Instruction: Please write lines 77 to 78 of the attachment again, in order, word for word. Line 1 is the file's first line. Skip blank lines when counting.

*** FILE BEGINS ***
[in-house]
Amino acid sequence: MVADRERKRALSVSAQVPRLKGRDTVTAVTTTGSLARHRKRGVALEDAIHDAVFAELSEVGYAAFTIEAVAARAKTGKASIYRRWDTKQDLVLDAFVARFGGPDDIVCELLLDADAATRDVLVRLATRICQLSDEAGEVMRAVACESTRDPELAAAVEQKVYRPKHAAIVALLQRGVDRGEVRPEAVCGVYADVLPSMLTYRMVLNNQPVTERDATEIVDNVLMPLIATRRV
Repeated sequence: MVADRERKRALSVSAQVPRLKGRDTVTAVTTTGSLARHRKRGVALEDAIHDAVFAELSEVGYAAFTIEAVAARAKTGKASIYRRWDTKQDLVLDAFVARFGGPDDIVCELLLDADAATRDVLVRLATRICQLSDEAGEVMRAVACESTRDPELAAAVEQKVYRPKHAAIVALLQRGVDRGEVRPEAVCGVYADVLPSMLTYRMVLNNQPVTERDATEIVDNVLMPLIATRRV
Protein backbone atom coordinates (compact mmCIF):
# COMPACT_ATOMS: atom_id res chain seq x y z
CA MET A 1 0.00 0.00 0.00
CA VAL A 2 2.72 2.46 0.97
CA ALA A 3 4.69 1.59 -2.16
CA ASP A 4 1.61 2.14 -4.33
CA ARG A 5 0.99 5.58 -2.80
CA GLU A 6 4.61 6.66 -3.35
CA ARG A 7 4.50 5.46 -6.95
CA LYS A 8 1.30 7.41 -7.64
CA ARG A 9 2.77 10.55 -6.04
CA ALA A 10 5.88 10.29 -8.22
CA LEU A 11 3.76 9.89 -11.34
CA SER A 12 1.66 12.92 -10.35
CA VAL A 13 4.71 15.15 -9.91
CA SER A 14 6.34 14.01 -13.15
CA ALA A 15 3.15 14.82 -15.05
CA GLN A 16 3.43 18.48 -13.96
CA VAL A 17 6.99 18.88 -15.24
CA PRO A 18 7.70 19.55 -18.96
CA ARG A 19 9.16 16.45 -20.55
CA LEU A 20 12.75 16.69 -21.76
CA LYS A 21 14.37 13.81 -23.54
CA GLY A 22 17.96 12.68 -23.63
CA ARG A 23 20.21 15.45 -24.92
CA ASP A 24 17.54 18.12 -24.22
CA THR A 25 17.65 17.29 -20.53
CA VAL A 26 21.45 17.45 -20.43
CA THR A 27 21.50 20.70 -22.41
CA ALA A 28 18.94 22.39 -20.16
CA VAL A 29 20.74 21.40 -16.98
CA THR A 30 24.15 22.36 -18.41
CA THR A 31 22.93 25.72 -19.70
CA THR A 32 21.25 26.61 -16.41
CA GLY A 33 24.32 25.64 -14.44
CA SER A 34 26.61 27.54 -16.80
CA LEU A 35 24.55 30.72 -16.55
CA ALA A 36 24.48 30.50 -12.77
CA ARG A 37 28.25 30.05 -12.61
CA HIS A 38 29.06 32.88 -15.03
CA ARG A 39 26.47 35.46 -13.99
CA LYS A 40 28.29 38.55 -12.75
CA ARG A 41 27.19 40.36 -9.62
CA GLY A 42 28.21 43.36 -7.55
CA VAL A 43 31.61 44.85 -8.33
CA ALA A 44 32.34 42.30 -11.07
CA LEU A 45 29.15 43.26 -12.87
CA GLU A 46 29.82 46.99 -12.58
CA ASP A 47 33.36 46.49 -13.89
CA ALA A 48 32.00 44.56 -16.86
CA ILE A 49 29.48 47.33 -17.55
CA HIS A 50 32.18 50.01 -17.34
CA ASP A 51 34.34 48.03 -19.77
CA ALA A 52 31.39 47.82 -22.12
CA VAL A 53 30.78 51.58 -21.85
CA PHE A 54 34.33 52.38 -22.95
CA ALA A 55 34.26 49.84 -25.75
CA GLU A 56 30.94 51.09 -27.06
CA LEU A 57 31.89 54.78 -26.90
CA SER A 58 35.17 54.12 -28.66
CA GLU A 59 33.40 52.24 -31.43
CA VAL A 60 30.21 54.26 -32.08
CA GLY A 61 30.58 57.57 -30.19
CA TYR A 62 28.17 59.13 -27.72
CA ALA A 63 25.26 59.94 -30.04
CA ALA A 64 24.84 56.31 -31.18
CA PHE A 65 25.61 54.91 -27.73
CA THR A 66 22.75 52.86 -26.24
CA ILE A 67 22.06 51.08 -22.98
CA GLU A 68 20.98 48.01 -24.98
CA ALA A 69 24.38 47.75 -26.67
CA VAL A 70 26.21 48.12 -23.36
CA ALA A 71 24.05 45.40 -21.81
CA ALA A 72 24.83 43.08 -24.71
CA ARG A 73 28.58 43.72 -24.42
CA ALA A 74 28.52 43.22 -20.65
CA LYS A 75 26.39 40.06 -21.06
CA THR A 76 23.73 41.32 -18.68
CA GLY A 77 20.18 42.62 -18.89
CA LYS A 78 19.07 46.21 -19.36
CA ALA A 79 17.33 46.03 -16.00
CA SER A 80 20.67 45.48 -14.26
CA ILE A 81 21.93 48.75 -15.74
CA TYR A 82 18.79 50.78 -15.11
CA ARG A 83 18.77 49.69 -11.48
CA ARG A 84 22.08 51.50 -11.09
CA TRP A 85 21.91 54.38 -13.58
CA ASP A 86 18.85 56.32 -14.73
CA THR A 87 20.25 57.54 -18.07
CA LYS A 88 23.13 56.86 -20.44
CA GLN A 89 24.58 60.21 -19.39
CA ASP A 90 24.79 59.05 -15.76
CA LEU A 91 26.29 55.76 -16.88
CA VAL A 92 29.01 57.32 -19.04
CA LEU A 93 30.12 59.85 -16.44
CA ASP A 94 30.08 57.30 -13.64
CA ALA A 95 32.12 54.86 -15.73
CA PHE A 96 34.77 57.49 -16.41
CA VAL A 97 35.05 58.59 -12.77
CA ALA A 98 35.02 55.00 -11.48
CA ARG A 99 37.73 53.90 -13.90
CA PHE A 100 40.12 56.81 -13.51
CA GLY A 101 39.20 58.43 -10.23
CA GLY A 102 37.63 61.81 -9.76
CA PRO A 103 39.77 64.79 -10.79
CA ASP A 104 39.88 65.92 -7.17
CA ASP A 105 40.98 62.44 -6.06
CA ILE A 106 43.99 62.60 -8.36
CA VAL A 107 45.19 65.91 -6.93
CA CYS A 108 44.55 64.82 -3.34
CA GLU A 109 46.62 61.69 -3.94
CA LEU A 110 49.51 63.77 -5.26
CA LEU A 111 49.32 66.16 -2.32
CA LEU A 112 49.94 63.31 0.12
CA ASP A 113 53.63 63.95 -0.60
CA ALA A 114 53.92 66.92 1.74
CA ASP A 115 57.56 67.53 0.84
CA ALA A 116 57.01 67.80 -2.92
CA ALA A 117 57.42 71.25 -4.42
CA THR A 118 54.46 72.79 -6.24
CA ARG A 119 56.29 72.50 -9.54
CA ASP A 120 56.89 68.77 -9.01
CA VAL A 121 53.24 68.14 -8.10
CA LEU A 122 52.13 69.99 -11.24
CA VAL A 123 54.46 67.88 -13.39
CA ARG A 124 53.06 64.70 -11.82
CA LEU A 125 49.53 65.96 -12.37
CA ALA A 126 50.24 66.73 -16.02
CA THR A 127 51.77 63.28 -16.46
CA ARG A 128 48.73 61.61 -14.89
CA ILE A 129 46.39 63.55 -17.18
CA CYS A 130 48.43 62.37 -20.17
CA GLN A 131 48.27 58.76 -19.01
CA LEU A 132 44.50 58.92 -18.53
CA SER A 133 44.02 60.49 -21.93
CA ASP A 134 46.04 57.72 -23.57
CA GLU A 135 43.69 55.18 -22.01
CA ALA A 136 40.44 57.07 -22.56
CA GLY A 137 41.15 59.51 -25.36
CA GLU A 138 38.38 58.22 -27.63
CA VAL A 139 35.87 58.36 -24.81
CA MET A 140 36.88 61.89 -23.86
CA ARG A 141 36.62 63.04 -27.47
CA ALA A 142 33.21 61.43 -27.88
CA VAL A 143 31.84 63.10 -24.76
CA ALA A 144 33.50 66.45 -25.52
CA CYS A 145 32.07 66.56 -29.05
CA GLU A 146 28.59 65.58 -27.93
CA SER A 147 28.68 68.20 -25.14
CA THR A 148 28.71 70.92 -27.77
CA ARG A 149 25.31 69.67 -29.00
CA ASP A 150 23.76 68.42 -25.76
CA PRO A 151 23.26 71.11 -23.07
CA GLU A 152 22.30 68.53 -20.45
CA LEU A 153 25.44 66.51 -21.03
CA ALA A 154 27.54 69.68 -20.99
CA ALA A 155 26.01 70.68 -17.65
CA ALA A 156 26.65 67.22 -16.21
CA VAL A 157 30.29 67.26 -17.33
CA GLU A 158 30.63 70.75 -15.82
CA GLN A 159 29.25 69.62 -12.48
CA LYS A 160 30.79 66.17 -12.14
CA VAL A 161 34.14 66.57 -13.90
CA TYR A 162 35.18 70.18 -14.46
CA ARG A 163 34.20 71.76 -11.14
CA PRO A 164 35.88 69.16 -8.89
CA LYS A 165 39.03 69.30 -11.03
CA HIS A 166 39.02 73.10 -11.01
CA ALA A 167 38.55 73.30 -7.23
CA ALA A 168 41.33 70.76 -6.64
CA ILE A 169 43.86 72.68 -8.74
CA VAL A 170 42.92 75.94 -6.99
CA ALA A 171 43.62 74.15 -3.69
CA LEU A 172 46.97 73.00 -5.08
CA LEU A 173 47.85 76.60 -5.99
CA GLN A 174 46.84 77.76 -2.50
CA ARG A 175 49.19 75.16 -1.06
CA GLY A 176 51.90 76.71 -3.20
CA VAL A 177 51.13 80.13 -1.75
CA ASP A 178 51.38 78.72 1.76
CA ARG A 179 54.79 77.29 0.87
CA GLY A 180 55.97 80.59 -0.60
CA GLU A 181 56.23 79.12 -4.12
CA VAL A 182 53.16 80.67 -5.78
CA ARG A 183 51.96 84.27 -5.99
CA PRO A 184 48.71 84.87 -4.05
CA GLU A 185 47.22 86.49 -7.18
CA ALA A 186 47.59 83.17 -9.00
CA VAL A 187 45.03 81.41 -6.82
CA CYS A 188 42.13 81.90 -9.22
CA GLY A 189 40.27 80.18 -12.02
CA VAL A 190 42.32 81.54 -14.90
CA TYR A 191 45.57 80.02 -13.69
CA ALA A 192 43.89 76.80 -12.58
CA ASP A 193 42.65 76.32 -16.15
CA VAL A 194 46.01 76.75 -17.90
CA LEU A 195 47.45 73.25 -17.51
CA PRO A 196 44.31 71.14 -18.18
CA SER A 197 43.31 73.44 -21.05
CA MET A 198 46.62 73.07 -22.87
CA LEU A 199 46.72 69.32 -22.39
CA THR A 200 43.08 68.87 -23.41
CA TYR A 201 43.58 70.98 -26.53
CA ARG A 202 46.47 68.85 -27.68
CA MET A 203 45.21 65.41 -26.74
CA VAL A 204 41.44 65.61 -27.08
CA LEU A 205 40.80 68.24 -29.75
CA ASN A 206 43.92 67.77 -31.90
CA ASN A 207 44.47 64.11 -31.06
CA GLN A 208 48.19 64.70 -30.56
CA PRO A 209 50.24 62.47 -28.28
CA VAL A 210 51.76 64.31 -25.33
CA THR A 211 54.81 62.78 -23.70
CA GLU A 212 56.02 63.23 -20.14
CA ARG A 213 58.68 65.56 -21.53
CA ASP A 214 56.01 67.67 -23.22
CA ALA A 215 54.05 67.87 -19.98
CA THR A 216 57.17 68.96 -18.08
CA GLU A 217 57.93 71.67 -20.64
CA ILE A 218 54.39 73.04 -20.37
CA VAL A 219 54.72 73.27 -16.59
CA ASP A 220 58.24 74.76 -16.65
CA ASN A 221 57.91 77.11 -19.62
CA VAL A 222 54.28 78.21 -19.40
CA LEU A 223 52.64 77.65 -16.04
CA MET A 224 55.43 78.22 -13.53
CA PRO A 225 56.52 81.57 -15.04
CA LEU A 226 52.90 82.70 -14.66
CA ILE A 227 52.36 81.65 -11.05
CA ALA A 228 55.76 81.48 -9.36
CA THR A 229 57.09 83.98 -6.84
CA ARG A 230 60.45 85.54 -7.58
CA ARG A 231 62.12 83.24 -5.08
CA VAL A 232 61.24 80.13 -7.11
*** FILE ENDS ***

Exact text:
CA ALA A 72 24.83 43.08 -24.71
CA ARG A 73 28.58 43.72 -24.42